According to the University of Pittsburgh Medical Center, common motocross injuries include fractures and sprains, concussions, ACL tears, shoulder dislocations and more.

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Gloucester City Legends charity rugby game
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While rugby and football are similar, rugby is definitely the more dangerous of the two sports since rugby players don't use pads or helmets (just a mouthpiece), according to The Atlantic. Rugby players are prone to cuts, bleeding, lacerations, head and neck injuries, and potentially much worse if two heads slam together at a high speed. Luckily there are some rules in place that help limit some of these potentially deadly clashes.

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BASE Jumping

A man BASE jumps from a bridge in West Virginia
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BASE jumping is not a very popular sport, and there are many reasons why! BASE — which stands for objects people leap from, like Buildings, Antennas, Spans, and the Earth — is an extreme sport that involves wingsuit BASE jumpers jumping from high locations and falling to the ground.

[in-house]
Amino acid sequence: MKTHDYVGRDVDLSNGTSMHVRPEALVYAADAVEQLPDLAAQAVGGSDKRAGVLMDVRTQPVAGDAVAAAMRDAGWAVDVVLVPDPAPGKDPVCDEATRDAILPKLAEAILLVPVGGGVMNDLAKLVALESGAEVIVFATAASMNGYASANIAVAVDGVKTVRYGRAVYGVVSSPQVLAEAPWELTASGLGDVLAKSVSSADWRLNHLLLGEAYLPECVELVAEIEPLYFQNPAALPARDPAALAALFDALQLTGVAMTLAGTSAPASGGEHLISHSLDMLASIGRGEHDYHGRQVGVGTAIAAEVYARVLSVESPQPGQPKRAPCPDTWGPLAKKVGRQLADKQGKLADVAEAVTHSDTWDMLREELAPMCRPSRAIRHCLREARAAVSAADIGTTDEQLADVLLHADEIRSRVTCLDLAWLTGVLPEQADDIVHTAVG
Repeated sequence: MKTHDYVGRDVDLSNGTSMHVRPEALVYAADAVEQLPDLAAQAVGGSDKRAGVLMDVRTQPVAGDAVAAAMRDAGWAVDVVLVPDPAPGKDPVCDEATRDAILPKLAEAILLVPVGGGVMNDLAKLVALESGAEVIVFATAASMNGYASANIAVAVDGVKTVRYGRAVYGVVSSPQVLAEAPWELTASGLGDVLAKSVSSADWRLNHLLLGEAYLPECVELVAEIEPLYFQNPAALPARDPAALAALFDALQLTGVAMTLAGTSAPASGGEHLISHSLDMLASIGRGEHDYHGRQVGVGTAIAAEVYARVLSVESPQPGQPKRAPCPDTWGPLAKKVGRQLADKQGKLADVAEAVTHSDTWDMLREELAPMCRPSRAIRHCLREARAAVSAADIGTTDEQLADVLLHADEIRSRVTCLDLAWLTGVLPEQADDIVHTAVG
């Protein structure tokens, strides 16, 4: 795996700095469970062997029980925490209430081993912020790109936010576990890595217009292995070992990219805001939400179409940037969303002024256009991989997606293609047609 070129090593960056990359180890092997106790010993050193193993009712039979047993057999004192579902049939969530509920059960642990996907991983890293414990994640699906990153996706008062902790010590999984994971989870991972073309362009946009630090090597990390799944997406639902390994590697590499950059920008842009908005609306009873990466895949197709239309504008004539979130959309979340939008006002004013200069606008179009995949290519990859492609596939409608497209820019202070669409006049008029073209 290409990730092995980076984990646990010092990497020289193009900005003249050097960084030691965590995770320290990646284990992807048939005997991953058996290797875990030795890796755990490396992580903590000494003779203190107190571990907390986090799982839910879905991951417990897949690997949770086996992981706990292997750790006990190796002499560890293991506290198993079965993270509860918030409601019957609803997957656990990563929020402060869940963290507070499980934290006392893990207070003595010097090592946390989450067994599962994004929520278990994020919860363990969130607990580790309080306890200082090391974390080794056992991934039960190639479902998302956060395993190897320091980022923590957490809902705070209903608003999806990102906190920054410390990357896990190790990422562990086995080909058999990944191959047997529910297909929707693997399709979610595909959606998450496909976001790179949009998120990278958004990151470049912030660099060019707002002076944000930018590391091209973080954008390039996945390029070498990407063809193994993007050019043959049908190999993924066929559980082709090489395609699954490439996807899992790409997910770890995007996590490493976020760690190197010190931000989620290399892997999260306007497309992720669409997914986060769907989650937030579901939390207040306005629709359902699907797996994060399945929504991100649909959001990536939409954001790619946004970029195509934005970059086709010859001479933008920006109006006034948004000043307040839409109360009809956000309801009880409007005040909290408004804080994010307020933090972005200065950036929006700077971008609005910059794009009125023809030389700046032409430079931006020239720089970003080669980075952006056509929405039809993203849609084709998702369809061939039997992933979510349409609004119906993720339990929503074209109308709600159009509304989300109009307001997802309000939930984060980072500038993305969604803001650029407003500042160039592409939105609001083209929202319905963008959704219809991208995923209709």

Despite being dubbed the "Most Dangerous Sport in the World," BASE jumping is growing in popularity. While you may suffer numerous injuries, death is more common than in any other sport, according to National Geographic.

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Hikers climbing a mountain.
Source: iStock

Mountaineering is a dangerous sport that combines rock climbing, hiking, ice climbing, and other mountain activities, which means it requires many different skill sets, including endurance, navigation, and survival.

Additionally, climbers can experience dangers such as Acute Mountain Sickness, High Altitude Cerebral Edema, and High Altitude Pulmonary Edema the higher they go, all related to the altitude's effects on the body, per Snow Brains.

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Because the sport takes place in such high altitudes, there are many hazards like avalanches, volcanoes, falling rocks, slippery slopes, falls, bad weather, failing equipment, and poor technique. Since you can't control mother nature, you're at her mercy, and many people die climbing.